Posted by jlubans on August 14, 2018

Caption: Teacher Mary Blow’s illustration from Scholastic.

AN Eagle had soared above
the clouds to the highest peak of a mountain range, and perching upon an ancient cedar, admired the landscape spread out below. It seemed as though the boundaries of the whole world could be seen from that height.
"Heaven be praised," said the Eagle, "for giving me such powers of flight, that there is no mountain too high for me to reach. I am now looking down upon the beauties of the world from a point which no other living creature has ever reached!"
"What a boaster you are," observed a Spider from a near-by twig. "Where I am sitting isn't so far below you, is it, friend Eagle?"
The Eagle glanced upward. True enough, the Spider was busily spinning its web from a twig above his head.
"However did you reach this height?" asked the Eagle. "Weak and wingless, as you are, how did you ever crawl way up here?"
"Why, I fastened myself unto you," returned the Spider. "You yourself brought me from down below clinging to your tail feathers. But now that I am so high up in the world I can get along very well by myself, without your help. So you needn't put on any airs with me. For I want to tell you that—"
At this moment a sudden gust of wind swept by, and brushed the Spider, web and all, back again into the depths of the valley from which it had come.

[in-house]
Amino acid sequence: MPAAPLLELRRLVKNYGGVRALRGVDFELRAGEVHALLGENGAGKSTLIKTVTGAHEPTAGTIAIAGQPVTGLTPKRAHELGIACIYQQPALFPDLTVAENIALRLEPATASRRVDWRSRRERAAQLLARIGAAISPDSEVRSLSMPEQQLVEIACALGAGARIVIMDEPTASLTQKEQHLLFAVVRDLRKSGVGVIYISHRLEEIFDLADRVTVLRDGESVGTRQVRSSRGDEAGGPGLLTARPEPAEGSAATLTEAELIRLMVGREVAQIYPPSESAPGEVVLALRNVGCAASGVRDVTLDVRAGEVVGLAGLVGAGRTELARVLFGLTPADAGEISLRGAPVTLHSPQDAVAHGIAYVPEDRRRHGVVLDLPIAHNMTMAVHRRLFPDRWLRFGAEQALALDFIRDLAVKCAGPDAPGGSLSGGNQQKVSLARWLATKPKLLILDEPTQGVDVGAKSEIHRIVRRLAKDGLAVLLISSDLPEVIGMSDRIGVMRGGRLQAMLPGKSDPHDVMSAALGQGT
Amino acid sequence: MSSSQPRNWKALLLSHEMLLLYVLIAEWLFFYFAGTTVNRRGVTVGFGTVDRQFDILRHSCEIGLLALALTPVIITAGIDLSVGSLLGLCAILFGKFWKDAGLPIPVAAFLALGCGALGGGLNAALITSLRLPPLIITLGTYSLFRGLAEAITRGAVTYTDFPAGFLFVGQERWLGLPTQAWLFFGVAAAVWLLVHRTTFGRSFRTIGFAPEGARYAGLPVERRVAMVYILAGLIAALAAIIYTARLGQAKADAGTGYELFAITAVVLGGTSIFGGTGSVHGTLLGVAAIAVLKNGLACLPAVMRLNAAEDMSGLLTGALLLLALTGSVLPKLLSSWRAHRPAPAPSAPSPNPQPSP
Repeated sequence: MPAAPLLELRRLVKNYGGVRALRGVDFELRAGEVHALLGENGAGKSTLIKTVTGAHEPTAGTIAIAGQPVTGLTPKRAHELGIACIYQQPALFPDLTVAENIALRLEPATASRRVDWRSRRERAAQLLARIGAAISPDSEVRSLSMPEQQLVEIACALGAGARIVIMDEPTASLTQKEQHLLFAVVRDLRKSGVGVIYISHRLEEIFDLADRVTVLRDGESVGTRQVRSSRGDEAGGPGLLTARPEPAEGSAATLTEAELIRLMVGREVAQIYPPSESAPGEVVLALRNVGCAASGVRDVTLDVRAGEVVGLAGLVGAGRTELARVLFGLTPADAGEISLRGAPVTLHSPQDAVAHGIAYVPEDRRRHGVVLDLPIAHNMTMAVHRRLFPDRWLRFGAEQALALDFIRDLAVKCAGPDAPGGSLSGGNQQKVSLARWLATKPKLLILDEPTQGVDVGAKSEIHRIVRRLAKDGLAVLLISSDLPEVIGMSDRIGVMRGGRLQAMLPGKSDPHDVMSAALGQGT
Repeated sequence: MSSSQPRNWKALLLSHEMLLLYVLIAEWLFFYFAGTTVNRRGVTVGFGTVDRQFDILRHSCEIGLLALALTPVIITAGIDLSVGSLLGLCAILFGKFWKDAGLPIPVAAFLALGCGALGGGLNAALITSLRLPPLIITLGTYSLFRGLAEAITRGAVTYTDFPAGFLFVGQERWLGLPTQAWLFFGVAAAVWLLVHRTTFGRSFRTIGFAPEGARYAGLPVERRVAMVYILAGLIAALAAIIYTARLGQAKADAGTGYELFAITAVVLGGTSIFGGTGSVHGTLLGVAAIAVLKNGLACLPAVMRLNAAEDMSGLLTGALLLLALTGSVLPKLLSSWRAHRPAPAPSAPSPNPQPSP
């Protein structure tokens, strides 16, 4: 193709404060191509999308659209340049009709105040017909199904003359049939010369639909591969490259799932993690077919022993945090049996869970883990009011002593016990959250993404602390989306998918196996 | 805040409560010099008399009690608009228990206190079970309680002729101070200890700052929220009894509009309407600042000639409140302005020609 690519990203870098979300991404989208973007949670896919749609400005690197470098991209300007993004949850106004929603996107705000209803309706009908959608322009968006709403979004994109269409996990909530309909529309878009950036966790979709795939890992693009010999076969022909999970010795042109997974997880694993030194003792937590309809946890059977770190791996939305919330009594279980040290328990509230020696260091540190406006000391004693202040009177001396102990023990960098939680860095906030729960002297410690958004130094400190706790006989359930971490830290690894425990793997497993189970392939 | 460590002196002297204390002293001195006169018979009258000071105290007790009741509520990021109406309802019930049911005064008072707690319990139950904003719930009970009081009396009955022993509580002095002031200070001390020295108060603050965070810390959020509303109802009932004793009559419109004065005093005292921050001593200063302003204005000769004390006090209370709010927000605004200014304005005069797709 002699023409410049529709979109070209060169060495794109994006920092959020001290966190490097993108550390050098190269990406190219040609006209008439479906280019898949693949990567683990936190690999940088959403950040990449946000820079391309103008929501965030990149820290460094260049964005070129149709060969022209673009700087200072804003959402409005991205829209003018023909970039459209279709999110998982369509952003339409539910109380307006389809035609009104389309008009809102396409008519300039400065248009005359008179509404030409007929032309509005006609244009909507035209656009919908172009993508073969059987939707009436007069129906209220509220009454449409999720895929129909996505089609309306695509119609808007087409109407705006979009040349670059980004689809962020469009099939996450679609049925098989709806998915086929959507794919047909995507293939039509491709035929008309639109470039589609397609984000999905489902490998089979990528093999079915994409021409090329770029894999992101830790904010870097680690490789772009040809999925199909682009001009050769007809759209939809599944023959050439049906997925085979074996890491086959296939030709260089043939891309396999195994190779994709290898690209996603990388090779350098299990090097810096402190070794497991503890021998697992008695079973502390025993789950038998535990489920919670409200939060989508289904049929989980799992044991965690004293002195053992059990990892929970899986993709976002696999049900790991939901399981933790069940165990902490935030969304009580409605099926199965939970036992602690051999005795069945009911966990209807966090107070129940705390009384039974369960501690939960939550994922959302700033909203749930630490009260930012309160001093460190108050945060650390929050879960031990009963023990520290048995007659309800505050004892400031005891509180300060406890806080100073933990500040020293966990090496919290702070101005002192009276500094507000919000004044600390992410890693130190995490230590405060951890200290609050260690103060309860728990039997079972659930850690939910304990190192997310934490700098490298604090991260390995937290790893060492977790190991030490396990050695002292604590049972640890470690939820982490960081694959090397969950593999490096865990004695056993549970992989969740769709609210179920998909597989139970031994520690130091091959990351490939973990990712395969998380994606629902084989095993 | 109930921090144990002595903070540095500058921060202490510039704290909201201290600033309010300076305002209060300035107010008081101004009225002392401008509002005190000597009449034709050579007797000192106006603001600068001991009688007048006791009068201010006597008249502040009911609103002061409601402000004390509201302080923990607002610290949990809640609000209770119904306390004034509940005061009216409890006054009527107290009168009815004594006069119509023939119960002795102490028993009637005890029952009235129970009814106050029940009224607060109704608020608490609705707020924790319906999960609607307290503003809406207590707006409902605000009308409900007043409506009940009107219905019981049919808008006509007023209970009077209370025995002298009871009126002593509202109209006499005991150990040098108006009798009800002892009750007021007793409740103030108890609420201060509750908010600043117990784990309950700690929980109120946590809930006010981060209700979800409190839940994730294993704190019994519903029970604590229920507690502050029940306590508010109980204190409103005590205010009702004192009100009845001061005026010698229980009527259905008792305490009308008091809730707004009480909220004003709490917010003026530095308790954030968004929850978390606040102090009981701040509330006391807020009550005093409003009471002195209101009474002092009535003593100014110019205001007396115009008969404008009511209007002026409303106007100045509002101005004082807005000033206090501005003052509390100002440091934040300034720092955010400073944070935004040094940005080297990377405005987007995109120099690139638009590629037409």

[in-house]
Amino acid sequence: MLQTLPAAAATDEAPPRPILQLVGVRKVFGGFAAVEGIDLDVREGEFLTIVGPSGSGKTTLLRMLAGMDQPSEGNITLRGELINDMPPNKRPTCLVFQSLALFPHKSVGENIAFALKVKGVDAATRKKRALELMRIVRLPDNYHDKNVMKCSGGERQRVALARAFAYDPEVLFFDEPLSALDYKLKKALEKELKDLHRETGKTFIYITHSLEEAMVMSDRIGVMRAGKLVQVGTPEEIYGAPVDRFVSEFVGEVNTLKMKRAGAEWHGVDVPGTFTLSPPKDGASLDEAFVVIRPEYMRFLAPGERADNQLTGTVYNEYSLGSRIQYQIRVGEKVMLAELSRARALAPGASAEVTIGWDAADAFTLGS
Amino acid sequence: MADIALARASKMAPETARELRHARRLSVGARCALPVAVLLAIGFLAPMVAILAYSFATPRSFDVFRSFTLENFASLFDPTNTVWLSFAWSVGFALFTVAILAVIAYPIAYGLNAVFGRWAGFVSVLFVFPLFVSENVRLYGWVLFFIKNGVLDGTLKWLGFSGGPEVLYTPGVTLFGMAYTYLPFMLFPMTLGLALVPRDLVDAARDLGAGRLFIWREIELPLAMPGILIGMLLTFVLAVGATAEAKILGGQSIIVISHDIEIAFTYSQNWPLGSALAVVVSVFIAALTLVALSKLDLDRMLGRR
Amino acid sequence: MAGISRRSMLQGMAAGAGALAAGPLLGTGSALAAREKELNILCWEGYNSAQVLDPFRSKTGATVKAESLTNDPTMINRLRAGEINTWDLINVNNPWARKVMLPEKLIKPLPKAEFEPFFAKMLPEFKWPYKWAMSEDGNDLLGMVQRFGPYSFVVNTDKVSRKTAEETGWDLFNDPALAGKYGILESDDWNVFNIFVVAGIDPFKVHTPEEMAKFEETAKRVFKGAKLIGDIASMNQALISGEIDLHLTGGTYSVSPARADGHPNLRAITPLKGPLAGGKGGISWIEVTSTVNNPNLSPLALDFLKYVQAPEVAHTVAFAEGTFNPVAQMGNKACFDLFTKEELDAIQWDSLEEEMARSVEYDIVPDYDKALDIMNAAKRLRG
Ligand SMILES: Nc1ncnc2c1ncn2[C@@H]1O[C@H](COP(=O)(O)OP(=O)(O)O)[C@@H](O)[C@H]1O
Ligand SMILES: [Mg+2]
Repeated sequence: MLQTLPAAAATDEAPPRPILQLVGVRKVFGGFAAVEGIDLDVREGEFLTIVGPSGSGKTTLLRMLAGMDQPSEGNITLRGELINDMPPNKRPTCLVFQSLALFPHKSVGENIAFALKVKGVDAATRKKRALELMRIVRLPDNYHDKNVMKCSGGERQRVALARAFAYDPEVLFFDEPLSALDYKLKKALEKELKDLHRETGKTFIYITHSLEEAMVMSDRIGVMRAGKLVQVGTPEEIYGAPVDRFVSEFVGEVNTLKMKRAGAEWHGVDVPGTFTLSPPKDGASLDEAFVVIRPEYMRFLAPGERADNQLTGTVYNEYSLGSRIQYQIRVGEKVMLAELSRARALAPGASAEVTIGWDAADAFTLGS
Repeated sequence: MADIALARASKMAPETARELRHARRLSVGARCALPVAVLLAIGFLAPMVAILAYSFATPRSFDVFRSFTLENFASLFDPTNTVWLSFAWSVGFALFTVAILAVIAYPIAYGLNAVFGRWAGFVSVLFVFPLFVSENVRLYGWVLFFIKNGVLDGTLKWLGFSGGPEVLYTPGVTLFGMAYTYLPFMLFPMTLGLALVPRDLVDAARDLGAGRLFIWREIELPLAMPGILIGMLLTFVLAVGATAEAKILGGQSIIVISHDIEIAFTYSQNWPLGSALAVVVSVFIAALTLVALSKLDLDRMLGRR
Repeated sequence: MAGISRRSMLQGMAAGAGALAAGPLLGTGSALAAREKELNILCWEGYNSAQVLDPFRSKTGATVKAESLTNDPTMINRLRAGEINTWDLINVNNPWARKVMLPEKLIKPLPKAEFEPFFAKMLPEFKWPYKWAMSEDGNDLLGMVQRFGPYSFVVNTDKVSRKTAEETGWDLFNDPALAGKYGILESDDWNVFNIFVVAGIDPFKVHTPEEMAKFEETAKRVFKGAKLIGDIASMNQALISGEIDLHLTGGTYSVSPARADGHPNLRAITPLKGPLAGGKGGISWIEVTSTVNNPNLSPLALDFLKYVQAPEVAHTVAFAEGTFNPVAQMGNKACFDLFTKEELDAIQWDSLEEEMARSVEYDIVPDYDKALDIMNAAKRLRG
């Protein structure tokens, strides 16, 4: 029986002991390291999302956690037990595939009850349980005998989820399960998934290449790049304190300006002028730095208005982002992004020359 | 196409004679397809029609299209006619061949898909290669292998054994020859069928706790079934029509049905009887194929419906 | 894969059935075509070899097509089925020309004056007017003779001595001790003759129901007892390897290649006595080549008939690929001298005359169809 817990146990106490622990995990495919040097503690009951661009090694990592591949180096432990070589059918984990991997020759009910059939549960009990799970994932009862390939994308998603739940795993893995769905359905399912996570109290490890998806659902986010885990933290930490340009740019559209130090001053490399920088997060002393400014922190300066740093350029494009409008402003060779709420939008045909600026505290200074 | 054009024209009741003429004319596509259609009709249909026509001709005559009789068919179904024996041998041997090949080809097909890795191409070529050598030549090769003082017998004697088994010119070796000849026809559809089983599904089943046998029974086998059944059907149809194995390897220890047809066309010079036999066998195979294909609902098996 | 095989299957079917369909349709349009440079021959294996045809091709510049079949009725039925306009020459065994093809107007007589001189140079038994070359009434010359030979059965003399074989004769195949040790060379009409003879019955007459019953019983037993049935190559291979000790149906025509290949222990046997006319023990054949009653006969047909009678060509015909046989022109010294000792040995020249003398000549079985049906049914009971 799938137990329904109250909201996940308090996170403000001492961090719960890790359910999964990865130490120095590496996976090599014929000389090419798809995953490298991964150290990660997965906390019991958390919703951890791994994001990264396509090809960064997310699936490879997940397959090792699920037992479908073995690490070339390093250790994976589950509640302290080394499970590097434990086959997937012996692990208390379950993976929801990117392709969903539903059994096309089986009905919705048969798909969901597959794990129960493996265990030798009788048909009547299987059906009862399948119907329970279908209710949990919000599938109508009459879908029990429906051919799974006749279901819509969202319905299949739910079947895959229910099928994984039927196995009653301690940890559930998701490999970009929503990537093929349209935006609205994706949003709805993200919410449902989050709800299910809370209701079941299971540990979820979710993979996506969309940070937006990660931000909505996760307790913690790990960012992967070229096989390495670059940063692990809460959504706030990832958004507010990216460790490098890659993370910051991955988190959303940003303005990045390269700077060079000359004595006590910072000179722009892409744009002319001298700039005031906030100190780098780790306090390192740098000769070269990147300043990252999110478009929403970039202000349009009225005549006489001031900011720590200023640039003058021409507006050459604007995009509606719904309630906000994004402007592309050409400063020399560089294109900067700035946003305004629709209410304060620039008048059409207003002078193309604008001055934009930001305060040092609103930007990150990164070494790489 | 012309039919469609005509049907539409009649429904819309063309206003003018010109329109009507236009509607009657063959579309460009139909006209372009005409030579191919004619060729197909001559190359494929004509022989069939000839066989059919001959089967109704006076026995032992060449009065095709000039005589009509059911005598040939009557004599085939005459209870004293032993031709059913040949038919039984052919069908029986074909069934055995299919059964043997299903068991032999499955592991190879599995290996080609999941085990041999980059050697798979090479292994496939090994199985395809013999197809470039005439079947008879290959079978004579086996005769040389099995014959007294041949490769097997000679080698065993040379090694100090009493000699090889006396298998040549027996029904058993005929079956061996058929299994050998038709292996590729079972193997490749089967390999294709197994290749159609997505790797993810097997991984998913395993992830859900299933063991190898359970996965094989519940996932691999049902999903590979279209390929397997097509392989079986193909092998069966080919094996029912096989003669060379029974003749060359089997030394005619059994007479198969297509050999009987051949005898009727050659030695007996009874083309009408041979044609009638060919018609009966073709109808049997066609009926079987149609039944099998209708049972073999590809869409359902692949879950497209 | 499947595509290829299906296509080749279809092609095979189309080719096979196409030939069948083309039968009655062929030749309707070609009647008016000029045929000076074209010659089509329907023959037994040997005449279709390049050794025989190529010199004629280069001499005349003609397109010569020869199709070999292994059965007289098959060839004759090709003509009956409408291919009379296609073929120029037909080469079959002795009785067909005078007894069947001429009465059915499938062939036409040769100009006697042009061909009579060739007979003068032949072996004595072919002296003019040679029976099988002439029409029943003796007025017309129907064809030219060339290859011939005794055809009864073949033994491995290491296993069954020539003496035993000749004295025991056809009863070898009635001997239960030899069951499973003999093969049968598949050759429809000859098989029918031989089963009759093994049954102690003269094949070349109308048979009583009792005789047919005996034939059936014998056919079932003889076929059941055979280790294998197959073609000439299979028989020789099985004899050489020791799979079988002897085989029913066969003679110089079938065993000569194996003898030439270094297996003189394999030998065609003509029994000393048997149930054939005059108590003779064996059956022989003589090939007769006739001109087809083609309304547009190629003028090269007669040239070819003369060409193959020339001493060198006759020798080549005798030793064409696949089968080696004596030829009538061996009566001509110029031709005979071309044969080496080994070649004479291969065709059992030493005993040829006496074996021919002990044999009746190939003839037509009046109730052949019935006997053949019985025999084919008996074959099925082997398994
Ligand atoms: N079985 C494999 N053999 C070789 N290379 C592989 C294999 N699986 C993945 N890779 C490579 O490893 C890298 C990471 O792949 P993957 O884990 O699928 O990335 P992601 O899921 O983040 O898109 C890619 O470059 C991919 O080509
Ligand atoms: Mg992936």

Sometimes riding another’s coattails might not be the best way to get to where you think you deserve to be.
If getting there is all you want, then relax; you’ve made it. Unless this height turns our to be - as it does for the spider and countless others in the hierarchy – your “level of incompetence”.
If you have an overweening ambition, as they say, then you had better have the resources to survive and thrive like the eagle in his home.
The eagle sees clearly from far away, she illuminates and is illuminated in the easterly sunshine of springtime.
Do you, the coattail rider, want to be inspired? From the mountain’s peak, will you inspire others?

*Source: Krilof and his fables, by Krylov, Ivan Andreevich, 1768-1844; Ralston, William Ralston Shedden, 1828-1889. Tr. London, 1869.
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© Copyright John Lubans 2018

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